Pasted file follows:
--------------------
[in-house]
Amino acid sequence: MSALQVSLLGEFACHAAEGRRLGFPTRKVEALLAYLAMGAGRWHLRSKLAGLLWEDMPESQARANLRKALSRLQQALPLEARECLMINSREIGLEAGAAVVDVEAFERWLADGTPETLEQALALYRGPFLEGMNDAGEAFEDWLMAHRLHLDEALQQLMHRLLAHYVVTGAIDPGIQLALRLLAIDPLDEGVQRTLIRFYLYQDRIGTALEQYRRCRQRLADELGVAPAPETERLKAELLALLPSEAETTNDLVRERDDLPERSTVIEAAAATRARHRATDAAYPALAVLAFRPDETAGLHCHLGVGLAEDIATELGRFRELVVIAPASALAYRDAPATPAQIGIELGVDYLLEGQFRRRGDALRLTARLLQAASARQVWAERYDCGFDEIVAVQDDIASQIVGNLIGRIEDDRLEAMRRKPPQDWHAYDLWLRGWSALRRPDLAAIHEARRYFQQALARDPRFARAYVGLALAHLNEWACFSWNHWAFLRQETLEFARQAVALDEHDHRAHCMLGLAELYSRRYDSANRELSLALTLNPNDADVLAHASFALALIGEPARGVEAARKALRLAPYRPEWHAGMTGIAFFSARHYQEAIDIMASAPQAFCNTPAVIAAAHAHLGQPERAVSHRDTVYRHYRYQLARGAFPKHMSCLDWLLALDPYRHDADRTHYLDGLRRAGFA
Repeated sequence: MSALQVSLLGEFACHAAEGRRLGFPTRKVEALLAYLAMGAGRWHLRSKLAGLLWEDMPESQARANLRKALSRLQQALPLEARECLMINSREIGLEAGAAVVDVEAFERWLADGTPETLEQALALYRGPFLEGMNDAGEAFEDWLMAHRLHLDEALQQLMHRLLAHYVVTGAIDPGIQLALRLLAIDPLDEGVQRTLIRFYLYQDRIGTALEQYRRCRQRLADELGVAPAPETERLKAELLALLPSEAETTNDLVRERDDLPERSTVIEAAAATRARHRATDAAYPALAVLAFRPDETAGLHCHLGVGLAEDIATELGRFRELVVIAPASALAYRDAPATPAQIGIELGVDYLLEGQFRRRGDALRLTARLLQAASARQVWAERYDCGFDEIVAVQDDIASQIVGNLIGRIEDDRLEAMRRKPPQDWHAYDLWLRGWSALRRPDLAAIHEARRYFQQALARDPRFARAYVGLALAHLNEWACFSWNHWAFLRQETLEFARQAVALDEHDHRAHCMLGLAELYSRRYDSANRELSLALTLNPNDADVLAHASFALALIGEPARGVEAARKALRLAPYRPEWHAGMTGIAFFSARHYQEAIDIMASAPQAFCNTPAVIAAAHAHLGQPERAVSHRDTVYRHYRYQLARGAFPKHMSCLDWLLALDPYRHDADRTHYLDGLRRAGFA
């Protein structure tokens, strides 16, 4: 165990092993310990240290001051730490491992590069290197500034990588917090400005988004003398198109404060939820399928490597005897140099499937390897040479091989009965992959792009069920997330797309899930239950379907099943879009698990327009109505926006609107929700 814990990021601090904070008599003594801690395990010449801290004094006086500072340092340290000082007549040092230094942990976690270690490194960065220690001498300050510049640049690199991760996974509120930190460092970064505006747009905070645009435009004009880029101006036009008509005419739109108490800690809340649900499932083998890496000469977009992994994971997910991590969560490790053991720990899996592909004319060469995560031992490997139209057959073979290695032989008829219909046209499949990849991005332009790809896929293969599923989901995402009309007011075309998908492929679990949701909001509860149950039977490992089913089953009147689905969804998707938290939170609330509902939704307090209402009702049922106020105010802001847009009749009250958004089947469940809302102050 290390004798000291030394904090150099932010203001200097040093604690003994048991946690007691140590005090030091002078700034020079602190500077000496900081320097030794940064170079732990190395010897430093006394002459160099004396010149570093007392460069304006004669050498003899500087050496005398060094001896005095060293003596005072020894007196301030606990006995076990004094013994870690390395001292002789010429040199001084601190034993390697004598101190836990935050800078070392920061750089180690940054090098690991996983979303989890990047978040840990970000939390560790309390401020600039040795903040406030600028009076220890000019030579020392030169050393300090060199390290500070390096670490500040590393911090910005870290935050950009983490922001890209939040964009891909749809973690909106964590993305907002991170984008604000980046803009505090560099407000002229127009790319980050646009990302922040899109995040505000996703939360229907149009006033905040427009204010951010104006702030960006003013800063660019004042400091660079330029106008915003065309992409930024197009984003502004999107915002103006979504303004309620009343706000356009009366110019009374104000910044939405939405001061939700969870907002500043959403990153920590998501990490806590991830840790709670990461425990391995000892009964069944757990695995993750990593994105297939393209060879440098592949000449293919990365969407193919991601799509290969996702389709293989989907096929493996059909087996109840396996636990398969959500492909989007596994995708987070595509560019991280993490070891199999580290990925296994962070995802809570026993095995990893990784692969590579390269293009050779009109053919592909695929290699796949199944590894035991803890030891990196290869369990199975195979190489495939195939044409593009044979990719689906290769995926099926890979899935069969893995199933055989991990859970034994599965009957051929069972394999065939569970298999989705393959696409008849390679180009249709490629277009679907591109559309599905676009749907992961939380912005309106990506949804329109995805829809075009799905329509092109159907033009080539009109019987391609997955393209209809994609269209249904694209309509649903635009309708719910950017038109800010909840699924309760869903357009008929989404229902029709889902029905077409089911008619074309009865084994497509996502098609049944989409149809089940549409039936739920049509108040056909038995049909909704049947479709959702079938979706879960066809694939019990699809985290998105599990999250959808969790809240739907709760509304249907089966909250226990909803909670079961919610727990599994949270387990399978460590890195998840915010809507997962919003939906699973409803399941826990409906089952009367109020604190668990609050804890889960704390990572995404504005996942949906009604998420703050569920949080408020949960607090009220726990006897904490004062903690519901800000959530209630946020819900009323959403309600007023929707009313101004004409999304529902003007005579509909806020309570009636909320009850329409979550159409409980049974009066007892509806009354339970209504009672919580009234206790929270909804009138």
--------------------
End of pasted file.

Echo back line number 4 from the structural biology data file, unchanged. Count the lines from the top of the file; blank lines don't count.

């Protein structure tokens, strides 16, 4: 165990092993310990240290001051730490491992590069290197500034990588917090400005988004003398198109404060939820399928490597005897140099499937390897040479091989009965992959792009069920997330797309899930239950379907099943879009698990327009109505926006609107929700 814990990021601090904070008599003594801690395990010449801290004094006086500072340092340290000082007549040092230094942990976690270690490194960065220690001498300050510049640049690199991760996974509120930190460092970064505006747009905070645009435009004009880029101006036009008509005419739109108490800690809340649900499932083998890496000469977009992994994971997910991590969560490790053991720990899996592909004319060469995560031992490997139209057959073979290695032989008829219909046209499949990849991005332009790809896929293969599923989901995402009309007011075309998908492929679990949701909001509860149950039977490992089913089953009147689905969804998707938290939170609330509902939704307090209402009702049922106020105010802001847009009749009250958004089947469940809302102050 290390004798000291030394904090150099932010203001200097040093604690003994048991946690007691140590005090030091002078700034020079602190500077000496900081320097030794940064170079732990190395010897430093006394002459160099004396010149570093007392460069304006004669050498003899500087050496005398060094001896005095060293003596005072020894007196301030606990006995076990004094013994870690390395001292002789010429040199001084601190034993390697004598101190836990935050800078070392920061750089180690940054090098690991996983979303989890990047978040840990970000939390560790309390401020600039040795903040406030600028009076220890000019030579020392030169050393300090060199390290500070390096670490500040590393911090910005870290935050950009983490922001890209939040964009891909749809973690909106964590993305907002991170984008604000980046803009505090560099407000002229127009790319980050646009990302922040899109995040505000996703939360229907149009006033905040427009204010951010104006702030960006003013800063660019004042400091660079330029106008915003065309992409930024197009984003502004999107915002103006979504303004309620009343706000356009009366110019009374104000910044939405939405001061939700969870907002500043959403990153920590998501990490806590991830840790709670990461425990391995000892009964069944757990695995993750990593994105297939393209060879440098592949000449293919990365969407193919991601799509290969996702389709293989989907096929493996059909087996109840396996636990398969959500492909989007596994995708987070595509560019991280993490070891199999580290990925296994962070995802809570026993095995990893990784692969590579390269293009050779009109053919592909695929290699796949199944590894035991803890030891990196290869369990199975195979190489495939195939044409593009044979990719689906290769995926099926890979899935069969893995199933055989991990859970034994599965009957051929069972394999065939569970298999989705393959696409008849390679180009249709490629277009679907591109559309599905676009749907992961939380912005309106990506949804329109995805829809075009799905329509092109159907033009080539009109019987391609997955393209209809994609269209249904694209309509649903635009309708719910950017038109800010909840699924309760869903357009008929989404229902029709889902029905077409089911008619074309009865084994497509996502098609049944989409149809089940549409039936739920049509108040056909038995049909909704049947479709959702079938979706879960066809694939019990699809985290998105599990999250959808969790809240739907709760509304249907089966909250226990909803909670079961919610727990599994949270387990399978460590890195998840915010809507997962919003939906699973409803399941826990409906089952009367109020604190668990609050804890889960704390990572995404504005996942949906009604998420703050569920949080408020949960607090009220726990006897904490004062903690519901800000959530209630946020819900009323959403309600007023929707009313101004004409999304529902003007005579509909806020309570009636909320009850329409979550159409409980049974009066007892509806009354339970209504009672919580009234206790929270909804009138």